A few weeks ago, my daughter landed her first summer job.
She’s not even nine years old.
A mom in our church asked if our eight-going-on-sixteen-year-old would be available to act as a mother’s helper for an hour a week. She basically just needed someone to go along to the library to keep her one-year-old from pulling all the books off the shelves while she looked for books to check out with her three-year-old.
This generous mom even offered to pay our daughter for her services. After chatting with my husband, we decided our girlie could go ahead and help, but we asked the mom to rather not pay her for her work.
We want to instill in our kids a heart to serve.
We want them to be willing and eager to use their gifts first and foremost to the glory of God, without the motivation for money.
Yes, it’s good and right for a worker to be compensated for his labor, and fair wages are important and necessary.
But we don’t want our kids to develop the mindset that the world owes them something.
And goodness, that attitude can spring up from the ground faster than weeds. I once made the mistake of telling my kids I would pay them each a quarter if they picked up all the sticks in the backyard. It was a big job, and it took a long time. They did it well, and I gave them the money I had promised.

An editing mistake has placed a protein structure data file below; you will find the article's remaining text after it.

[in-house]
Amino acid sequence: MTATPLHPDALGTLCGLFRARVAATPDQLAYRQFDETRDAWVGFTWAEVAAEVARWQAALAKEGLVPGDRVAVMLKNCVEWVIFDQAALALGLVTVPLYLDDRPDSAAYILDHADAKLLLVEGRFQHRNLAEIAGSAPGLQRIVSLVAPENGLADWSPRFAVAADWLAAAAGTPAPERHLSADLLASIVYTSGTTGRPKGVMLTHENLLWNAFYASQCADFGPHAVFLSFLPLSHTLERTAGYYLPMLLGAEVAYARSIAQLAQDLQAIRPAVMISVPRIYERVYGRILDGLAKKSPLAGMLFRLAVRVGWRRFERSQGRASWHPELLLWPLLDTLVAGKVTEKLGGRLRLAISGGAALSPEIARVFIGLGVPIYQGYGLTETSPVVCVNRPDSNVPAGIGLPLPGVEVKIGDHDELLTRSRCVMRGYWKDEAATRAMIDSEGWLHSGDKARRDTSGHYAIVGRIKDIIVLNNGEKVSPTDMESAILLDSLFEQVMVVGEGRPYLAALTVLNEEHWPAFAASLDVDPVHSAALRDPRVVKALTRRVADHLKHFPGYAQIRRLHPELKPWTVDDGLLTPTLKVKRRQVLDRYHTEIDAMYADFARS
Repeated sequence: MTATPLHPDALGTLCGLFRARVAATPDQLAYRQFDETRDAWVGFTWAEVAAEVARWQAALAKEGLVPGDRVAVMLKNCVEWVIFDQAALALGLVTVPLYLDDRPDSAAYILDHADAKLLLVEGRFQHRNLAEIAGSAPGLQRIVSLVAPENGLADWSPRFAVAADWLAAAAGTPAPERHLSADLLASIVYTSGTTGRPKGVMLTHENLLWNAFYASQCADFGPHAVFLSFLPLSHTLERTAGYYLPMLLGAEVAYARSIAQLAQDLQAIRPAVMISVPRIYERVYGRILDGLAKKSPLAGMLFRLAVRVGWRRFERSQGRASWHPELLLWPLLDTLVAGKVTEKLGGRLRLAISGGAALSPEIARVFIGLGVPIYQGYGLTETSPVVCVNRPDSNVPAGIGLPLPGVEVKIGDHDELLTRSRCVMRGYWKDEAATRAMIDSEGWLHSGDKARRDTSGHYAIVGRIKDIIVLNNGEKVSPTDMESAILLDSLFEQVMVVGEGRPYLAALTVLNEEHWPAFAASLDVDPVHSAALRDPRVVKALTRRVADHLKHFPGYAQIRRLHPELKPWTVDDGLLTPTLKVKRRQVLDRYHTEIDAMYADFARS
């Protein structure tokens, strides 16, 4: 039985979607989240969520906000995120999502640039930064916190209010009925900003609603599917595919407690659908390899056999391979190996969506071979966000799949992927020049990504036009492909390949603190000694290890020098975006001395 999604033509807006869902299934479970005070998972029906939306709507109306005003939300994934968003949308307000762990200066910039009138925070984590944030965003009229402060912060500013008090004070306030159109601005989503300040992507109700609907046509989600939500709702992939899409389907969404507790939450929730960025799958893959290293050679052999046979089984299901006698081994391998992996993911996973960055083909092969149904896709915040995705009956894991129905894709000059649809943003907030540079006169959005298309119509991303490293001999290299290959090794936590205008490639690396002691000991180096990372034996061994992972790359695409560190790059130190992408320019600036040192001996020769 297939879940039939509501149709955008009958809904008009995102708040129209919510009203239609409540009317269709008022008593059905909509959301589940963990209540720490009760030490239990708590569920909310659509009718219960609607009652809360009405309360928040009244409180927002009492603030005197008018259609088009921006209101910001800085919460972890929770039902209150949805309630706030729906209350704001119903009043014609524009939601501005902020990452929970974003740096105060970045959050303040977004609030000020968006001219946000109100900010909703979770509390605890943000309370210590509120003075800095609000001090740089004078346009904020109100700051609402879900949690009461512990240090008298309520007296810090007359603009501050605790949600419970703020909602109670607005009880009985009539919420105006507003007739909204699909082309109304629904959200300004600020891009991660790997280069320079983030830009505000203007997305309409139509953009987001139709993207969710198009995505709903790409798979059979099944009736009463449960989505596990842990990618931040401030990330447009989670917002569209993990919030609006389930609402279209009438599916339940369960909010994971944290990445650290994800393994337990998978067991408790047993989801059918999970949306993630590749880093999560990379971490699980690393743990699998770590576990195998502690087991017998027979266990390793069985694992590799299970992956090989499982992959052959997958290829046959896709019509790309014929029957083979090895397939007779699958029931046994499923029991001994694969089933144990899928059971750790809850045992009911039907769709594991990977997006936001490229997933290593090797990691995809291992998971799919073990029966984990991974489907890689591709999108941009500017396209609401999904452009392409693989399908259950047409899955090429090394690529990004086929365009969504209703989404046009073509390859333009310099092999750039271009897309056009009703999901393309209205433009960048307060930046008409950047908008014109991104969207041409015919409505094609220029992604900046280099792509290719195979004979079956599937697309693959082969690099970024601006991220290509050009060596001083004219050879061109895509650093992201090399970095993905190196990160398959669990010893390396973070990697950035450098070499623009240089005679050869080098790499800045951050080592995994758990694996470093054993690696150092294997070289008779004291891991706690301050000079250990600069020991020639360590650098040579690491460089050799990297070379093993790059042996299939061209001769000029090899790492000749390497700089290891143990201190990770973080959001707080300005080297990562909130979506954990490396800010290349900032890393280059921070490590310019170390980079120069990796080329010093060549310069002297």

It was the first time I had ever offered to pay them for doing a chore. And you know what happened? After just one occurrence, they immediately expected money the next time. They started to ask, “If we do this, will you give us a quarter? If I do that for you, will you pay me for it?”
We do give them a (minimal) monthly allowance, but the primary purpose of that is to teach them how to budget, save and tithe. The understanding with the allowance has never been, “We’re giving you this money for all the ways you helped out around the house this past month.”
Our motto is that we should all be “happy to serve,” even when you’re not the one who left the puzzle pieces strewn across the floor, even if it’s not your candy wrapper on the table, even if you didn’t spill the cereal in the kitchen.
My goal and desire is that when my kids do grow up and start earning wages for their work, that they will still have the underlying principle of being eager to serve, to the glory of the One who “came not to be served, but to serve.”
READ CHAPTER 1 NOW:
Get instant access to the first chapter of A Place to Land: A Story of Longing and Belonging